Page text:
Why the modest bicycle will never become obsolete
IN 1930 Albert Einstein wrote in a letter to his son Eduard that: “Life is like riding a bicycle. To keep your balance you have to keep moving.”
Last week Friends of the Earth, Sustrans and cycling groups across the city remembered Einstein and other bike-riding scientists in the annual colourful parade for Manchester Day. The event celebrated the city’s links with science and innovation with the theme ‘Eureka!’
Amongst the stream of decorated cars bubbled a 2 x 3 metre pedal-powered weather station on a float gliding along Cross Street, thanks to a team of people on bikes. A cavalcade of riders cycled alongside, representing the elements of the periodic table (including ‘bad molecules’ such as polluting Nitrogen DioOxide, particulates and Carbon Dioxide).
Greater Manchester has long associations with innovative bicycles and their owners.
The University of Manchester honoured cycling Einstein with a Doctor of Science in 1921 and the city’s suffragettes, led by Emmeline Pankhurst, saw the bicycle as an important symbol of freedom and protest.
In a recent Pedal Power exhibition at the Museum of Science and Industry there was a locally-made Penny Farthing and an uncomfortable looking wooden Boneshaker bicycle, an early predecessor of the modern bike, made in Salford in 1885. It also featured Manchesterbased Hans Renold, who developed the block chain which revolutionised bicycle production.
Amongst the collection items were Jack Sibbitt’s tandem which he used when he won silver in the 1928 Olympics.
Today the city has found fame again for its award winning sport cyclists. Chris Hoy, Victoria Pendleton and Bradley Wiggins were amongst the multiple gold medal winners who pedalled round the Velodrome in recent years.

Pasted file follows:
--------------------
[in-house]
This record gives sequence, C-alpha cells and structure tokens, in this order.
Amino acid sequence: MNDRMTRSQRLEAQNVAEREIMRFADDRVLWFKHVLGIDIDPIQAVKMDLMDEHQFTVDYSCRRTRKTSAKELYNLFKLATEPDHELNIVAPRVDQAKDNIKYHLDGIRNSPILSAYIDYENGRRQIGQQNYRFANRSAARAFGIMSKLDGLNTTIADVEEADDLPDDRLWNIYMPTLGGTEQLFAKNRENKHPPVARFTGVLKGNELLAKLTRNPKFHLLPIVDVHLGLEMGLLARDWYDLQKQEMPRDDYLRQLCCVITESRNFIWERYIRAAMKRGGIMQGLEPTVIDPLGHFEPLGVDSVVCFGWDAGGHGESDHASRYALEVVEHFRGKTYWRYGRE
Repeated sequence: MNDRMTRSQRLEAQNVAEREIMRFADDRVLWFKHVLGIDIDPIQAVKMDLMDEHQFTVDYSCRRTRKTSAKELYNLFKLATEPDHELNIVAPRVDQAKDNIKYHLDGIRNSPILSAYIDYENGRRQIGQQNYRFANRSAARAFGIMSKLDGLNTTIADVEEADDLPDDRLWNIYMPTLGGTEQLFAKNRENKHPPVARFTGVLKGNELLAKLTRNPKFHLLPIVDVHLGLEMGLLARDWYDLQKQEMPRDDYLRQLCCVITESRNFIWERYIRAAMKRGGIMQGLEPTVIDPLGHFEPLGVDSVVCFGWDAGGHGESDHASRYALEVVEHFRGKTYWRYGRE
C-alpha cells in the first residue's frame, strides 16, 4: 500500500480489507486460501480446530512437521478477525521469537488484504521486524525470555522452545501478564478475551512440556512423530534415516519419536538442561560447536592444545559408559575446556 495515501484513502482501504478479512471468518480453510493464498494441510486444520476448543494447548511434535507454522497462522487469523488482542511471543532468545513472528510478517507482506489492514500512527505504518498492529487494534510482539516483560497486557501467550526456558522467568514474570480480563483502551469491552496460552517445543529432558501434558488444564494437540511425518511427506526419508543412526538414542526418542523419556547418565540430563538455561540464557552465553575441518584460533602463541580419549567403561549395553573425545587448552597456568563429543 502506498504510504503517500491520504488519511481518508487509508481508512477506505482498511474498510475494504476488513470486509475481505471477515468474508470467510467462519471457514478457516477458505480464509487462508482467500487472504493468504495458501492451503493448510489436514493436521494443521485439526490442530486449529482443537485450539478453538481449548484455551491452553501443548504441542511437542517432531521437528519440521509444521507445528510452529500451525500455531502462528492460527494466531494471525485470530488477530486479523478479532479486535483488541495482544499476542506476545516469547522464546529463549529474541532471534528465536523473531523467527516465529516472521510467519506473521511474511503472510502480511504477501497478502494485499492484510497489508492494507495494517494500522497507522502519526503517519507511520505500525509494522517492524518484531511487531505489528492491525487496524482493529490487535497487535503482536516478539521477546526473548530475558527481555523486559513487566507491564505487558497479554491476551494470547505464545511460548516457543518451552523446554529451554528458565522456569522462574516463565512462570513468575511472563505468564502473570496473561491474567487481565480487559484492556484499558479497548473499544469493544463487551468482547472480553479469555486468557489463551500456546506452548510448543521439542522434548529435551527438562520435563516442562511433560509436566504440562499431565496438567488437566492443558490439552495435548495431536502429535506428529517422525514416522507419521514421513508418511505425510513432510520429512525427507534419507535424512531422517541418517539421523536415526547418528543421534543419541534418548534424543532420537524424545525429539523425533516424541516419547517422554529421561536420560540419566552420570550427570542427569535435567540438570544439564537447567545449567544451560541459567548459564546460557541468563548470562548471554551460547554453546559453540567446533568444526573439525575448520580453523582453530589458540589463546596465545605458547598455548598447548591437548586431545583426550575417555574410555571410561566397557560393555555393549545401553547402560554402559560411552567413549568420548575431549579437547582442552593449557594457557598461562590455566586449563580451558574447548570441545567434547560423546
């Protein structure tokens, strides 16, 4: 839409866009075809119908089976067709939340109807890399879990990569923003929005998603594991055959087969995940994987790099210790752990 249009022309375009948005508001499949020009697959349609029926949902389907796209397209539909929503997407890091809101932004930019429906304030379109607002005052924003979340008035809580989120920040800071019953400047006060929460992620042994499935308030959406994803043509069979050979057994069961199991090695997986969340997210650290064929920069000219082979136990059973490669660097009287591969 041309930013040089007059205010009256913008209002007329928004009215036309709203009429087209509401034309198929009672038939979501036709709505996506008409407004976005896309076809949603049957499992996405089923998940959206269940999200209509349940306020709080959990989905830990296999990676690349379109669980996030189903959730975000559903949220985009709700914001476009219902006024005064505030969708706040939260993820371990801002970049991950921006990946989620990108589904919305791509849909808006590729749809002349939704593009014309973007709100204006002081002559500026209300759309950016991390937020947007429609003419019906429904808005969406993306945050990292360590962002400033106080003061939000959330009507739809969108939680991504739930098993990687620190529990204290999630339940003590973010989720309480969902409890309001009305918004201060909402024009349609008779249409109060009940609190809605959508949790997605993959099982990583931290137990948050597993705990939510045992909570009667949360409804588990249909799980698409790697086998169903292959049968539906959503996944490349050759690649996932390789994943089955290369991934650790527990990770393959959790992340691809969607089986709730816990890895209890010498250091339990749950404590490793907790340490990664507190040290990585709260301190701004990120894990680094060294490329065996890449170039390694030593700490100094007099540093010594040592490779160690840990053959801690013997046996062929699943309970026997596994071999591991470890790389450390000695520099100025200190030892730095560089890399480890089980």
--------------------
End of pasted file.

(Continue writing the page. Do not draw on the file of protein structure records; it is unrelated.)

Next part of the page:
This new celebrity status is again helping to put the spotlight back on bikes. While we continue to be wooed by flashy new transportation machines for our cities, the simple bicycle continues to move with the times.
It has changed little since the first ‘safety bicycle’ of the 1890s, produced just a decade before the car.
But this light weight, cheap machine allows transport of upto 30 miles an hour with minimal environmental impact, health benefits for the user and little traffic congestion.
Now the modest bicycle is increasingly heralded by urban planners and public health professionals as a cure for our modern urban ills.
Friends of the Earth Manchester is collecting stories about the social and cultural history of the bicycle in Greater Manchester.
If you have any photos, objects or anecdotes which would help to tell the story please get in touch with Pete Abel at email@example.com. uk
Sarah Roe is press officer for Sustrans, a national charity which helps more people to cycle and walk short journeys. Join the movement at www.sustrans.org.uk
●» Friends of the Earth Manchester’s ‘Love Your Bike’ pedal-powered trailer led the bicycle section of the Manchester Day parade